The plan set out by Kidder Williams is yet to be ratified, and Mackay Sugar plans to hold shed meetings about the changes in March.

Dates and times have not been put forward.

Despite his concerns, Mr Schembri emphasised that growers wanted Mackay Sugar to be a success, particularly as they saw the pressures on growers who were operating under different millers.

But he urged Mackay Sugar to prioritise grower confidence - "that thing that gets them out of bed in the morning" - as they contemplated their future.

"If the confidence of a grower is eroded or questioned it has a huge impact on the industry because they lose the confidence of growing cane," he said. He warned that if some of the ideas, like the $3 a tonne levy, pushed growers out of the industry it could move the company even further away from its goal of increasing throughput through the mills, and becoming profitable. The fact that the mills need to crush 5.8m tonnes of cane a year within 23 weeks, but have only been averaging 5.4 million tonnes, sits at the heart of Mackay Sugar's problems.

"And you say 'well you're only 400,000 tonne out'. (But) 100,000 tonne of cane to us is $2m of profit. And that's the difference," Mr Cappello said. But he also recognised that if growers were asked to contribute too much, some may simply walk away.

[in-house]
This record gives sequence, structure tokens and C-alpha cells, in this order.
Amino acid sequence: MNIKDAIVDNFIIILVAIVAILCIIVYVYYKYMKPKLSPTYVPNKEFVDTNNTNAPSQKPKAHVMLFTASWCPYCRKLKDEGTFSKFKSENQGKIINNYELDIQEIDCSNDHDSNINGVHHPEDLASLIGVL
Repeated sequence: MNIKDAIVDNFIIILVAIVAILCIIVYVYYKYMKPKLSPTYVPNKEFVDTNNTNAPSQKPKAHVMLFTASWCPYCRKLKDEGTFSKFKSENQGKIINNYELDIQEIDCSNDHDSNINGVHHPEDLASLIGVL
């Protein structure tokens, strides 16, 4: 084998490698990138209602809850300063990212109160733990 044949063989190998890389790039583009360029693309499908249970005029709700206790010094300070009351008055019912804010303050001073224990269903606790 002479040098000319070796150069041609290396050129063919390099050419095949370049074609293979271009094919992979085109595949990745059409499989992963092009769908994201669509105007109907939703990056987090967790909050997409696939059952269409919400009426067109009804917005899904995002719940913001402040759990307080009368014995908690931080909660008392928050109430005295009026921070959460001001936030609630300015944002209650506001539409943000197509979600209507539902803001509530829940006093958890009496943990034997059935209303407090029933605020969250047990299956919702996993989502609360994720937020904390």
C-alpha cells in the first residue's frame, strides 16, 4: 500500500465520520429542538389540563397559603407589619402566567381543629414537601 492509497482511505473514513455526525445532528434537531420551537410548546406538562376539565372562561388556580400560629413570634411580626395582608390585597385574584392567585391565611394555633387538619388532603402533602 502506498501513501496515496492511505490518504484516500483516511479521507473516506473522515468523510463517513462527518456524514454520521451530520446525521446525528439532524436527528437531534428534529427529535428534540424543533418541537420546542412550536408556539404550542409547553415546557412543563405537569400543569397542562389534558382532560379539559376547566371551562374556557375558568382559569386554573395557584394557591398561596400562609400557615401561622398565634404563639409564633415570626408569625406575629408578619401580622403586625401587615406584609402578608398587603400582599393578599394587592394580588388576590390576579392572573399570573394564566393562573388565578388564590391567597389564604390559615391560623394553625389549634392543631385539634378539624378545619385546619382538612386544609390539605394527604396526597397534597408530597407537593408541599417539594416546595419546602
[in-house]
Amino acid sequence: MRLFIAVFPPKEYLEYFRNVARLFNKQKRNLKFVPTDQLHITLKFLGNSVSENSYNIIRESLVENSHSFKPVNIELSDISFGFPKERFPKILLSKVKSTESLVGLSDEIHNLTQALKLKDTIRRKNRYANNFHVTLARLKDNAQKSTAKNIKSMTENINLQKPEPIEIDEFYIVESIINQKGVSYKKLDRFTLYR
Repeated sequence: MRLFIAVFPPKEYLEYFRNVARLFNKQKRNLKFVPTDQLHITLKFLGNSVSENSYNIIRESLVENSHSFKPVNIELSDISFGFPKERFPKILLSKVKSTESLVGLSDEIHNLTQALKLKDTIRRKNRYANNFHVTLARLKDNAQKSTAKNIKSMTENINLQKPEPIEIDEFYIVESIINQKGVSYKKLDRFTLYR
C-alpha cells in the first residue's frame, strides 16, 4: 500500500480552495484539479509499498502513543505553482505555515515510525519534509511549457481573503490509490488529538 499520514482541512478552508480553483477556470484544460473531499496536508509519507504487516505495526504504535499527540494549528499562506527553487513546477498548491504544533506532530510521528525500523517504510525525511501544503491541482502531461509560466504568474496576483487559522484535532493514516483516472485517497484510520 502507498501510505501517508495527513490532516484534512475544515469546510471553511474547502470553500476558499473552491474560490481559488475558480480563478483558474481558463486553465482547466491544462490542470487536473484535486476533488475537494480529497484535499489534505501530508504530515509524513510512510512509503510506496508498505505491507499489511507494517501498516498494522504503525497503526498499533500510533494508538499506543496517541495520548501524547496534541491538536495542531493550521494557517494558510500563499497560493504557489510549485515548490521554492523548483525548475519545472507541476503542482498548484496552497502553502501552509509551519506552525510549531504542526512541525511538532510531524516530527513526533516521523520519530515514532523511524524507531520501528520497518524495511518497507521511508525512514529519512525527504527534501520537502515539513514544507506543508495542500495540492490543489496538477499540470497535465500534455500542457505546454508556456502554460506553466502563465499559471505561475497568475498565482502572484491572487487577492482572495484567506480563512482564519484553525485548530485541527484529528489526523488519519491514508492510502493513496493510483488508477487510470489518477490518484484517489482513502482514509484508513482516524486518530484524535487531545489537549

"That's the risk and that's the thing we're considering at the moment. That's exactly our concerns. What can growers afford?" he said.

The release of the report also brought one more grower out of the woodwork, although his name has not yet been revealed, to join the push for an alternate Mackay Sugar board.

This movement has been led by growers Noel Durnsford and Russell O'Neill, who by the end of the 2016-2017 crushing season had completely lost faith in the current directors.

If one more puts their hand up, they'll petition for the current board to resign.

Russell O'Neil said the Kidder Williams report revealed "no new ideas" and only added to his drive to see new management take over the milling company.

Despite the vast difference of opinion, one thing is clear - the idea uniting most in the industry is the need to fight to save Mackay Sugar.